|Directed by:||Peter Jackson|
|Written by:||Fran Walsh, Philippa Boyens, Peter Jackson|
|Starring:||Naomi Watts, Jack Black, Adrien Brody, Andy Serkis, Jamie Bell, Kyle Chandler, Colin Hanks, Thomas Kretschmann, Lobo Chan|
|Released:||December 14, 2005|
If you want value for money, King Kong is the true movie experience. I was initially sceptical as to how this film was going to hold my attention for over three hours? My doubts have been answered with a phenomenal mix of adventure, suspense, action, comedy, drama and romance. My only sufferance was a sore butt.
In the misery of the Great Depression, film director Carl Denham (Black) has come into the possession of a map. It shows the way to Skull Island, a place “that was thought to exist only in myth”. The self-absorbed Denham sees this map as his ticket to stardom. If he can find this island, it will be the perfect setting for his latest motion picture. People will come from everywhere to see it.
Few would be interested in such a risky movie and Denham misleads his cast his crew by telling them it will be filmed in Singapore. He also forgets to tell them that the studio has withdrawn their funding. With only Denham and his assistant Preston (Hanks) knowing the true destination, they set sail from New York.
Joining them is a last minute inclusion to the cast, theatre actress Ann Darrow (Watts). Having just lost her job in a small theatrical company, Darrow had no choice but to accept Denham’s sudden offer. She isn’t interested in movies but needs the money to survive.
Denham finds Skull Island but it won’t be the setting for his epic motion picture. Instead, it will be a battleground. The cast and crew will come face-to-face with tribal warriors, giant insects, vicious dinosaurs and a 25-foot ape. When Ann is kidnapped by the ape, a rescue team led by writer Jack Driscoll (Brody) set out on a dangerous quest to steal her back.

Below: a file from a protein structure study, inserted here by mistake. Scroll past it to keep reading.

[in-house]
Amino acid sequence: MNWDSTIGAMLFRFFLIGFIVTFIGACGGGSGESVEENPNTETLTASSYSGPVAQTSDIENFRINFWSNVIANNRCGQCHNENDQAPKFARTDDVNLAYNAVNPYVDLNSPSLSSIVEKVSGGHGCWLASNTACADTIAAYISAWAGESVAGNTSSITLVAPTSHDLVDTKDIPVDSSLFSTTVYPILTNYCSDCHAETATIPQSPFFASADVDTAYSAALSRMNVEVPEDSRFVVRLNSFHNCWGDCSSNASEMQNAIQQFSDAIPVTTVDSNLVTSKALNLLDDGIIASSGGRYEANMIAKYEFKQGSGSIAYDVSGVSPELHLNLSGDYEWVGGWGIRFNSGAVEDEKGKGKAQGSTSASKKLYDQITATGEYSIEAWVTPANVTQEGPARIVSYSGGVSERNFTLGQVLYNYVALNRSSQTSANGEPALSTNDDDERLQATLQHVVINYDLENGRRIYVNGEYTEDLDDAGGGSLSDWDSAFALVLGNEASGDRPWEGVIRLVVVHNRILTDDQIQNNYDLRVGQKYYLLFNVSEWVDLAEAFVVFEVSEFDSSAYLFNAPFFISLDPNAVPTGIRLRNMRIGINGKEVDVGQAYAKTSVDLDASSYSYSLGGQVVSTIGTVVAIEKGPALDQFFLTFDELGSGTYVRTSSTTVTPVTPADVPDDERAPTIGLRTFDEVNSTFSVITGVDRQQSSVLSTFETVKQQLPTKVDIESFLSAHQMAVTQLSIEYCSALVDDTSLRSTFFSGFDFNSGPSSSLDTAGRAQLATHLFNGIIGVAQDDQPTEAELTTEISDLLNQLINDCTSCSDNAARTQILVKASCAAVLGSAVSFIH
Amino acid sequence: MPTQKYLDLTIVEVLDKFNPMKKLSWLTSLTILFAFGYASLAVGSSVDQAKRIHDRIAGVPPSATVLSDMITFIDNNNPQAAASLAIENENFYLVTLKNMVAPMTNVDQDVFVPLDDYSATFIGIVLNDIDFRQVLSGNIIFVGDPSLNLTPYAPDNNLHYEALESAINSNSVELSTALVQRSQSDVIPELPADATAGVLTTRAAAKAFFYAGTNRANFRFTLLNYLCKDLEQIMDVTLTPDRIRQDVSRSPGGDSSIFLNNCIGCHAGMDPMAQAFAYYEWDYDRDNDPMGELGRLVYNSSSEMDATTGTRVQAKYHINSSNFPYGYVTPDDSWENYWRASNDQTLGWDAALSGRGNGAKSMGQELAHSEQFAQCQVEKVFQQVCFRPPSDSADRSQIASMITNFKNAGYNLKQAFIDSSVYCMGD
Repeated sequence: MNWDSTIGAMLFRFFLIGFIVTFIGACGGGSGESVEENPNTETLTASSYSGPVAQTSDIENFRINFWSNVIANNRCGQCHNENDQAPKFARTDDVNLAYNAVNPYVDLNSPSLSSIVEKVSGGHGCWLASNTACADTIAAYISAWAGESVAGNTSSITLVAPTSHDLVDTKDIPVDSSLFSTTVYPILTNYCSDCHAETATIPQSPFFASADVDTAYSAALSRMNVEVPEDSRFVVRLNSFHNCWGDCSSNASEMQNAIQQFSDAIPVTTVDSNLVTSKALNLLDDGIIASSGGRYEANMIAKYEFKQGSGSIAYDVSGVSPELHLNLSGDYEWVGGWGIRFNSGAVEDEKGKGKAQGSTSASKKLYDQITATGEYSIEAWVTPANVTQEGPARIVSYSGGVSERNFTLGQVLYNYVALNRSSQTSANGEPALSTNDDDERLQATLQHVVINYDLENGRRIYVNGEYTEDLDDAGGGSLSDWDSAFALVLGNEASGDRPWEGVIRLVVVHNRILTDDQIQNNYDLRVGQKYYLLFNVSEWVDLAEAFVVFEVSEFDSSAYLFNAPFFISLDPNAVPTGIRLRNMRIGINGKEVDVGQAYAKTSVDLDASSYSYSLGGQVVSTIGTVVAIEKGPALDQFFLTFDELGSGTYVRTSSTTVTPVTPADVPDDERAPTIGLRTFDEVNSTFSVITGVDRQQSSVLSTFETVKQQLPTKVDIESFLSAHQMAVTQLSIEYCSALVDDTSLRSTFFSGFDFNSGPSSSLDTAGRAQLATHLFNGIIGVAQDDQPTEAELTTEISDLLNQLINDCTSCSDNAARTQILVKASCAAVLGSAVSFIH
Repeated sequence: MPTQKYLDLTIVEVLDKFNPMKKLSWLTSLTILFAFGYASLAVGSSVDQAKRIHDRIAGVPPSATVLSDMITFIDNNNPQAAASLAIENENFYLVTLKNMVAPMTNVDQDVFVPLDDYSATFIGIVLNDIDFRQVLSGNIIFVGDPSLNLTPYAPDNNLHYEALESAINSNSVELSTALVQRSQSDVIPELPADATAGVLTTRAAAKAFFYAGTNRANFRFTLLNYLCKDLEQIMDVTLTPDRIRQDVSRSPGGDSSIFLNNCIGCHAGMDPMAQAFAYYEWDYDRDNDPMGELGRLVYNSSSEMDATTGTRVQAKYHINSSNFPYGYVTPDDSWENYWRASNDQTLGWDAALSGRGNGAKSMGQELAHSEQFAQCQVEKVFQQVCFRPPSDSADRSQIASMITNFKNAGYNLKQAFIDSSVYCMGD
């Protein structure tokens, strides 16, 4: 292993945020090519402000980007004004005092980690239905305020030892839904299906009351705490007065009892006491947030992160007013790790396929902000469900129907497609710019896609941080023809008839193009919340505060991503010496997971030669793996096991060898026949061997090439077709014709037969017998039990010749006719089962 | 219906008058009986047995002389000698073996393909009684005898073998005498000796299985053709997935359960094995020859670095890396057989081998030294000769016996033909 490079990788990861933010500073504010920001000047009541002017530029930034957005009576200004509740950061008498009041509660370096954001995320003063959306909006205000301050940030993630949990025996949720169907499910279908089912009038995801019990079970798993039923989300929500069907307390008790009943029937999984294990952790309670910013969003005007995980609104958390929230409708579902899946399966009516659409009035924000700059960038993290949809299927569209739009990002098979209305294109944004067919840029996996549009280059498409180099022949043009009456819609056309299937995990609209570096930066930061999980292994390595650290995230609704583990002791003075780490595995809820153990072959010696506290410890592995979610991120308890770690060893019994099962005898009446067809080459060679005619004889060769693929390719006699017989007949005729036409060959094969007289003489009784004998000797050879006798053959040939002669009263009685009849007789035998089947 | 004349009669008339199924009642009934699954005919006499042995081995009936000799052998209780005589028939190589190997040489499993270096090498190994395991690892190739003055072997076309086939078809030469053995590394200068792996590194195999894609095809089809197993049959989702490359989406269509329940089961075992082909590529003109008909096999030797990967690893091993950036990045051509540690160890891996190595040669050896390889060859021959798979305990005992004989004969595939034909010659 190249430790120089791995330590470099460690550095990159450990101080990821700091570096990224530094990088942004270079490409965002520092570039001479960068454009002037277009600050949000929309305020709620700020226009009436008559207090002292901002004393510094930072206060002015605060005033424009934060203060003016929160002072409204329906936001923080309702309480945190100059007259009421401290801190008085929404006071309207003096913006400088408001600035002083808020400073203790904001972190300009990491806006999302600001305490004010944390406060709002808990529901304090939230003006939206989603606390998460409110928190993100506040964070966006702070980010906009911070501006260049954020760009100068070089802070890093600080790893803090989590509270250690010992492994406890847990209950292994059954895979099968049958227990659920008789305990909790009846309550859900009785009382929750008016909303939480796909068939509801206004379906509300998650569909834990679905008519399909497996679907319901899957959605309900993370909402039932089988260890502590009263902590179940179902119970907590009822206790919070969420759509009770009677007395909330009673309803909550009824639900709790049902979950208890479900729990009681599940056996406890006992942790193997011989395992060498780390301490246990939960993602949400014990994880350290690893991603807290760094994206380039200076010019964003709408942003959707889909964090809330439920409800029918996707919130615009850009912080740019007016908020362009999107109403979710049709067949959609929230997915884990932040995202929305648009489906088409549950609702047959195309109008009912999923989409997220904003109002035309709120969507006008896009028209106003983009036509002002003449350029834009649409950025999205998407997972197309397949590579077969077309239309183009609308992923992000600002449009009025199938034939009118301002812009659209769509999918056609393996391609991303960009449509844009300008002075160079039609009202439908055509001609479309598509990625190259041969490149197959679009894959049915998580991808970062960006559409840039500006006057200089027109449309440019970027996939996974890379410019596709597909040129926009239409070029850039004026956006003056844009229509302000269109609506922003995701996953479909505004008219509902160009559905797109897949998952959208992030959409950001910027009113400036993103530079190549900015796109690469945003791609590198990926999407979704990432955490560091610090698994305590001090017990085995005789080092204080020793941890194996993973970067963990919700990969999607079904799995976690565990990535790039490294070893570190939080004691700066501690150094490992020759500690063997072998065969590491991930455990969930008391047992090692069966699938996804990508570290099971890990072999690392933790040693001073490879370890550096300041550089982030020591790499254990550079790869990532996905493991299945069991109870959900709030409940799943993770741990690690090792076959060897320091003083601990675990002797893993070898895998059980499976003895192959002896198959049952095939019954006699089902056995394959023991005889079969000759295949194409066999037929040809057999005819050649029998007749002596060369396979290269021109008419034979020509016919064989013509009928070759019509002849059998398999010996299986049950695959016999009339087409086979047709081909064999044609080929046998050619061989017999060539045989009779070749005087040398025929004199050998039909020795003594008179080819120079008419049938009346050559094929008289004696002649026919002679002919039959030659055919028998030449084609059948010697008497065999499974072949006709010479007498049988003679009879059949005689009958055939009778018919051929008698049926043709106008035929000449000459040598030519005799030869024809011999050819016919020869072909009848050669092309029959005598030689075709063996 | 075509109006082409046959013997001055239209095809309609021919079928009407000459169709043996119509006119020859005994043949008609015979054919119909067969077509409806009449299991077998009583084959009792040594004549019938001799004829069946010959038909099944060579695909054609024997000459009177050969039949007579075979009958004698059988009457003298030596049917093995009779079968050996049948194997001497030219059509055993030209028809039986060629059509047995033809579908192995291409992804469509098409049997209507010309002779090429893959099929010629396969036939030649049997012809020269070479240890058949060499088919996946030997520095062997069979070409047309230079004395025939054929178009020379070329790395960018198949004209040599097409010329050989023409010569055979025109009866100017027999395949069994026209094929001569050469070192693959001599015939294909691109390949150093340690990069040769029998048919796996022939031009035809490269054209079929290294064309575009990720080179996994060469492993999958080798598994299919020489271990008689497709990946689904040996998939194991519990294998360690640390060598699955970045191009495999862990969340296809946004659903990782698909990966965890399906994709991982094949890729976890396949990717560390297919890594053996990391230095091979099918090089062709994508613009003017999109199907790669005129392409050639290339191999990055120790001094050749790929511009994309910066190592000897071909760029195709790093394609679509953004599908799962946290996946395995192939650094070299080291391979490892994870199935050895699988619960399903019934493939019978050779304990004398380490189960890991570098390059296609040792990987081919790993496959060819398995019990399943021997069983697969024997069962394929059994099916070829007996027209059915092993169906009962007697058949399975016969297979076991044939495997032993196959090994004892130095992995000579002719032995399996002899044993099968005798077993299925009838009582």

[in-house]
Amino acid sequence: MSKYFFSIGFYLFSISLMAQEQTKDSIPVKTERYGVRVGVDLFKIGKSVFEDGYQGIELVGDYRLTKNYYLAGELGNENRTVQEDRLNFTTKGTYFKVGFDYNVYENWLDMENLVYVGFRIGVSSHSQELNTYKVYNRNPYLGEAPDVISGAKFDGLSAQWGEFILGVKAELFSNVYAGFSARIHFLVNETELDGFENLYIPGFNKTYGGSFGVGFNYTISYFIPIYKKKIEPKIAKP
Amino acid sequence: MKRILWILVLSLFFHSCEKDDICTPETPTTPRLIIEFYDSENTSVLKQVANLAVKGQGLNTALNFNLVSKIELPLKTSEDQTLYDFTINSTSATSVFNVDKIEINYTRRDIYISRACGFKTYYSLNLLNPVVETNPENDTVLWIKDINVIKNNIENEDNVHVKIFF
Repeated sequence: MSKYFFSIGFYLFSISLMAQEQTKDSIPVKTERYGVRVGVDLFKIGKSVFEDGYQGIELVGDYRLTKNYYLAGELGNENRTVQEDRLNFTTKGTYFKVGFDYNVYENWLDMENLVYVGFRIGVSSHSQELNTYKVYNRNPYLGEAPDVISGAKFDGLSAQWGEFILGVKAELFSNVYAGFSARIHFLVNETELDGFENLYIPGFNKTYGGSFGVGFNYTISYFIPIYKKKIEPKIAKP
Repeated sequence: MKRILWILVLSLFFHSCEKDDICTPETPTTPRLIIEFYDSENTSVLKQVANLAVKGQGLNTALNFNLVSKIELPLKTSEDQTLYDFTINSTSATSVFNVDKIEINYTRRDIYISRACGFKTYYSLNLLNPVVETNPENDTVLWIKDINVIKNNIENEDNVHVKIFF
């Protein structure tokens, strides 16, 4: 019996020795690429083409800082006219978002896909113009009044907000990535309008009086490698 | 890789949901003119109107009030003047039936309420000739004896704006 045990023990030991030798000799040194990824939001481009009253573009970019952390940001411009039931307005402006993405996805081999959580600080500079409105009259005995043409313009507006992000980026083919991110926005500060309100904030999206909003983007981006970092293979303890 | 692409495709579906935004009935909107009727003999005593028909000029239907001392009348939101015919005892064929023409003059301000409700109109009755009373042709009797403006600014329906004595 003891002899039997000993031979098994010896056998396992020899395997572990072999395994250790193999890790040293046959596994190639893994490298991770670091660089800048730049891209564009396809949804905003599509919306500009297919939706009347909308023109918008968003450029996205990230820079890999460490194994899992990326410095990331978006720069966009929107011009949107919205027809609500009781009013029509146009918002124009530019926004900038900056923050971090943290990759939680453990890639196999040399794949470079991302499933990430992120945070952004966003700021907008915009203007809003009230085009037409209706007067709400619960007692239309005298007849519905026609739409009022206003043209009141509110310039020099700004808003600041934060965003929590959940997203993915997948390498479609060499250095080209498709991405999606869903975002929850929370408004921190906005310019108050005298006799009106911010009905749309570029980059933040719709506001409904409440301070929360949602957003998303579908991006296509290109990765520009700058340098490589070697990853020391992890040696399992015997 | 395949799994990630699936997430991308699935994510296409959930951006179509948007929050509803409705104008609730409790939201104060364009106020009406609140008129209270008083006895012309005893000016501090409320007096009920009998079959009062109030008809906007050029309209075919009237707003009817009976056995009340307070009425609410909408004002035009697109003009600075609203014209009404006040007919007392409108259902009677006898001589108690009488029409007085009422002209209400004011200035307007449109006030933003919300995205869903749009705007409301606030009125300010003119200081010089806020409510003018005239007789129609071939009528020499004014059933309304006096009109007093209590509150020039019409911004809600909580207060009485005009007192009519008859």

Peter Jackson has longed to remake this movie since he was a teenager. The success of The Lord Of The Rings trilogy has created the opportunity and what a fantastic job he has done. Like Rings, the action sequences of King Kong are gripping and unrelenting. Just when you think a situation can’t possibly become more perilous, Jackson turns it up a notch. The level of suspense is amazing and on many occasions, I my fists were tightly clenched.
Jackson’s finest achievement though is the emotion he creates between Kong and Ann Darrow. When we first meet Kong, he is a horrifying, scary beast. By the end, we feel sorry for him and understand the loneliness he has endured for so long. It famously ends atop New York’s Empire State Building and the heartbreaking, final look in Kong’s eyes says it all. What a brilliant finale.
Australian Naomi Watts (Mulholland Drive) is beautifully delicate in the role of Ann Darrow. Equally good is Jack Black (School Of Rock) who as Carl Denham, looks eerily similar to the legendary Orson Wells. Others you may recognise include Adrien Brody (the Oscar winner actor from The Pianist), Colin Hanks (son of Tom and star of Orange County) and Jamie Bell (the gifted ballet dancer we remember from Billy Elliot).
The seamless visual effects also deserve recognition but it’s the captivating story and its heart which make this film one to cherish.